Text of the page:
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ONE OF THE reasons “Titanic” did so well at both box office and award ceremonies is that director James Cameron managed to find the magic touch. He combined edge of the seat disaster-movie action with a wonderful, brilliantly acted love story that movingly illustrated the pernicious class divisions of the time. The movie has endured. Don’t look for anything like this in “San Andreas”. What Director Brad Peyton (who worked with Dwayne Johnson before in “Journey 2: The Mysterious Island”) offers us is pure, cholesterol clogging, artery fattening, energy sapping, deliciously tasting, finger licking cinematic junk food.

It does what it says on the can: it’s an old fashioned, Towering Inferno, Poseidon Adventure-esque disaster movie without too much fluff about character development and, ahem, thinking, to bog things down.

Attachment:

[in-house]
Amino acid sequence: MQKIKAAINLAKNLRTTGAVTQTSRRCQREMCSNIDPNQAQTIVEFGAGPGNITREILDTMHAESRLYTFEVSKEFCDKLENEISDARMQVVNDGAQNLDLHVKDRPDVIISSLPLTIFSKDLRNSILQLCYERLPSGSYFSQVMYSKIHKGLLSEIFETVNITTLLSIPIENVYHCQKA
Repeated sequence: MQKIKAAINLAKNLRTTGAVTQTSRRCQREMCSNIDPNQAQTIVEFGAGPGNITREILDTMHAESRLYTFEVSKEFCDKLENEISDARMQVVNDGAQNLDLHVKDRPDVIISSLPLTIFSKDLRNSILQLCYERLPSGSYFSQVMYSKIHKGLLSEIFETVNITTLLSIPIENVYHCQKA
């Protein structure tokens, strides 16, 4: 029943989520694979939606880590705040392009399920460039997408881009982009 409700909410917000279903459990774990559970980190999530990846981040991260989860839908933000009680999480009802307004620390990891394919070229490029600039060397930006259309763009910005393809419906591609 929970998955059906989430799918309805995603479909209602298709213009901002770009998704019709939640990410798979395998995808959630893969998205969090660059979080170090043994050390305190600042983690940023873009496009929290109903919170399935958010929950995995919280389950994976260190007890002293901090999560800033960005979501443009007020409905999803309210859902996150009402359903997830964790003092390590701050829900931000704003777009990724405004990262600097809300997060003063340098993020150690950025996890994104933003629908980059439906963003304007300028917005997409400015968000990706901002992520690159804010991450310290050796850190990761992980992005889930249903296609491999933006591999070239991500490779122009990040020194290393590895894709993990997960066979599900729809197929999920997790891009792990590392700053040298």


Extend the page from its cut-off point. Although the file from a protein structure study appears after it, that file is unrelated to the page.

And from that first moment when the earth shudders, and a pretty young thing gets trapped in her car, perilously perched halfway down a limitlessly deep gorge, the breathtaking action does not stop. Buildings fall, the earth heaves like a breathing beast, bridges sway and tip over sending traffic jams of cars into swirling rivers, fires rip through skyscrapers lighting up the skies, fleeing, panicked pedestrians are flung into steaming fissures or pummelled by mountainous slabs of falling concrete and a huge ocean liner propelled by the mother of all tsunamis, rockets into the crumbling city

And that’s just the first ten minutes.

At a time like this, who you gonna call?

Dwayne, the Rock, Johnson.